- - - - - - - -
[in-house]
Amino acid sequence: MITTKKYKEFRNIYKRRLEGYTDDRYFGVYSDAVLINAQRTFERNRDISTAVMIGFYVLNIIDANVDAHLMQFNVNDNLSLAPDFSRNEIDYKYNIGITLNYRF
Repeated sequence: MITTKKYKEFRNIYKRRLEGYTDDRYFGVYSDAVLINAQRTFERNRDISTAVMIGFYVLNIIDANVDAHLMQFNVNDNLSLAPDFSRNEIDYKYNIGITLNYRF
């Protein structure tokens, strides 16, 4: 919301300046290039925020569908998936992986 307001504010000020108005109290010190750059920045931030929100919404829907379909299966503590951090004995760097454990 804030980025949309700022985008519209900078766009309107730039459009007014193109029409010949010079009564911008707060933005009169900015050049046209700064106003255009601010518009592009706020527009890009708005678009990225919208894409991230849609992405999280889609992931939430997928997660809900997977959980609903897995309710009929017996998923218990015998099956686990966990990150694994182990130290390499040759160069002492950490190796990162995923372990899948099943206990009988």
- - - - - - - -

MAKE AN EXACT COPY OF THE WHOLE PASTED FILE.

[in-house]
Amino acid sequence: MITTKKYKEFRNIYKRRLEGYTDDRYFGVYSDAVLINAQRTFERNRDISTAVMIGFYVLNIIDANVDAHLMQFNVNDNLSLAPDFSRNEIDYKYNIGITLNYRF
Repeated sequence: MITTKKYKEFRNIYKRRLEGYTDDRYFGVYSDAVLINAQRTFERNRDISTAVMIGFYVLNIIDANVDAHLMQFNVNDNLSLAPDFSRNEIDYKYNIGITLNYRF
């Protein structure tokens, strides 16, 4: 919301300046290039925020569908998936992986 307001504010000020108005109290010190750059920045931030929100919404829907379909299966503590951090004995760097454990 804030980025949309700022985008519209900078766009309107730039459009007014193109029409010949010079009564911008707060933005009169900015050049046209700064106003255009601010518009592009706020527009890009708005678009990225919208894409991230849609992405999280889609992931939430997928997660809900997977959980609903897995309710009929017996998923218990015998099956686990966990990150694994182990130290390499040759160069002492950490190796990162995923372990899948099943206990009988």